<p>This was what gave me inspiration to make a fruit bowl cake. Obviously I compromised with material and tools. LOVE this site!!</p>
<p>You show the saw set at a 45 deg. angle, but those look more like a 30-35 deg angle.</p>
Having seen my father work great things on the lather, bandsaw and jigsaw i can appreciate the time and patience involved with this. I wonder how well it would work if you created a wave in the bowl? If you labeled the pieces from the bottom 1,2,3... and you created a bit of a stepped pattern?<br>base -1 -2 -3-4 then put five glued under 4 to create a rim of sorts?<br>Great instructions! Got the mind moving for sure!!
thats a scroll saw not a jigsaw. a jigsaw is the hand held saw with the blade that goes in and out
Looks like a hegna saw(or how ever you spell it) that we have in my d.t class at school
Another possibility, without cutting clear down the center line, is to just feed into the saw to the circle, and then glue the cut back together after the circle is cut.
Good job event need a complicated tool. You also a master of relaxation
Nicely done. I noticed that you stacked the rings on top of each other, another method is to push each ring down into the preceding. Might be easier to center that way.
Very nice. I had been planning something like this for a while, only using a scroll saw. I think with the scroll saw I might get away with cutting all the rings whole, without halving first, by drilling very small starting holes.. Anyway, I like your bird feeder and method! I guess you can also do interesting things like alternate light and dark woods and things this way.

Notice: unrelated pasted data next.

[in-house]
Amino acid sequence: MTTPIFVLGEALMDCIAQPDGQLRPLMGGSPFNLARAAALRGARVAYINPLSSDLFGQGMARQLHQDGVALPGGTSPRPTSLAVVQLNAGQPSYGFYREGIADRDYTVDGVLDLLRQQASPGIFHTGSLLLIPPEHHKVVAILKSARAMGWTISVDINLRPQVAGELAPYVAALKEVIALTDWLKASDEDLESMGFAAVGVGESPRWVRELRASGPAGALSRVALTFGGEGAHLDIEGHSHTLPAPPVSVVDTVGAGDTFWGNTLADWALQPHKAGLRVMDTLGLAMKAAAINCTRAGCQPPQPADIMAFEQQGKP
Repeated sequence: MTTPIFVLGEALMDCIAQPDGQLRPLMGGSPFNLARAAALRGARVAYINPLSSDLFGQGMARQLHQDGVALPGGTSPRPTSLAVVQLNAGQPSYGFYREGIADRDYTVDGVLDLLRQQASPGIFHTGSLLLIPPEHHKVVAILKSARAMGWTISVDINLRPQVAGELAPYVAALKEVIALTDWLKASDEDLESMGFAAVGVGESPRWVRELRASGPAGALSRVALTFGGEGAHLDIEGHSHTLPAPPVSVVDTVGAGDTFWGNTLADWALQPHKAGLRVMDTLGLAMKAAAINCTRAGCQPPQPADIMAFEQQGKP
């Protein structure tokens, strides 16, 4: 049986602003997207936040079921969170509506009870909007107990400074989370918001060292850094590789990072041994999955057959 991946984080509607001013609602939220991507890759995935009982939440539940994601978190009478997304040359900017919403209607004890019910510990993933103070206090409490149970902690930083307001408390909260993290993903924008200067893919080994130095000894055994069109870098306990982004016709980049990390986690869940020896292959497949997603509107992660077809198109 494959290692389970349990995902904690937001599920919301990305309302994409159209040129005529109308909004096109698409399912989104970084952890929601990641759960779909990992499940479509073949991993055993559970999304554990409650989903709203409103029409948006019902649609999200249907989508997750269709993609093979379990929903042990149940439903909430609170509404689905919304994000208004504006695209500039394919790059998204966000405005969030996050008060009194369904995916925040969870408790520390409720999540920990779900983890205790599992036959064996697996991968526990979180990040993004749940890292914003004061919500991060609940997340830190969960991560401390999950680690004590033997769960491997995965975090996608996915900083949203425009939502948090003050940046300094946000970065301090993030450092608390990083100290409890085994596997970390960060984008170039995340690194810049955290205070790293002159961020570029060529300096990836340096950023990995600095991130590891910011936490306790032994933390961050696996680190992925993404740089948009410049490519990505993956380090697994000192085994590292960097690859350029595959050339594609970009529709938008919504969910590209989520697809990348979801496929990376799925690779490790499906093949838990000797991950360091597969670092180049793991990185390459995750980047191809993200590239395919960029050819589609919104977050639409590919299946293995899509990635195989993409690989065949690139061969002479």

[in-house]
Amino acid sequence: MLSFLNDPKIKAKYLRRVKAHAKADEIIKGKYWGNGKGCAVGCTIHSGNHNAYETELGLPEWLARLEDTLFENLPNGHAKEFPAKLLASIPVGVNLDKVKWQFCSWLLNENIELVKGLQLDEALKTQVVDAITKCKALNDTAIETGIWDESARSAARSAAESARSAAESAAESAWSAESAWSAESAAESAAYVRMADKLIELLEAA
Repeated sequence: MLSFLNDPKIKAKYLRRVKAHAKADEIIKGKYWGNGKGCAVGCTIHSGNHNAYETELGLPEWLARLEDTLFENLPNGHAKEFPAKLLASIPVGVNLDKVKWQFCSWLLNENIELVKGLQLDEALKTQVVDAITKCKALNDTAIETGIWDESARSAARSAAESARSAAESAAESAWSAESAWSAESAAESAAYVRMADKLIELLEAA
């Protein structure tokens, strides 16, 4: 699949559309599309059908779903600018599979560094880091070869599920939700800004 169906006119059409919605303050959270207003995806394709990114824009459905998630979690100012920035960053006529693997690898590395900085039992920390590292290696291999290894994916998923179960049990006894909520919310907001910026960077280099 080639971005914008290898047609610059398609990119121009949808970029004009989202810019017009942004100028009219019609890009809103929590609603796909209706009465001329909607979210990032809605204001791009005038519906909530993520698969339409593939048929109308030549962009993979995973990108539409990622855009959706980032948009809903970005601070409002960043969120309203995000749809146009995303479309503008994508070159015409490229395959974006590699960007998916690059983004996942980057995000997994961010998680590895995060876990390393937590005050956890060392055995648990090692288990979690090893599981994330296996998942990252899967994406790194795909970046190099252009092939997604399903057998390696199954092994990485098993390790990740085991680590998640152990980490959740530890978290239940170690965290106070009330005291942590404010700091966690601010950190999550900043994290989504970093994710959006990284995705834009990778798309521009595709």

Thanks, and I think it could be quite easily done with just drill small holes to fit the saw blade through, I chose not to do this because my blades where to big so hole would be very noticeable. A thing to look out for if you do drill holes, is to make sure for the inner rings your drill the hole at the same angle your saw is set at.
Great idea. Makes me think of a Fresnel lens. But here, reversed effect (giving volume to something flat).
Looks great! And I can't fault you on Step 8 - you've got just about everything you need. ;)
VERY INTERESTING! I am waiting since two years ago the opportunity to do something so. But I intend to do two sets of cuts, not necessarily inclined. That is, first I will cut two slightly different diameter disks, then I will cut them in concentric circles and interlayer them. Using this method one can make the sound box of a musical instrument, too.
lol i love your garden man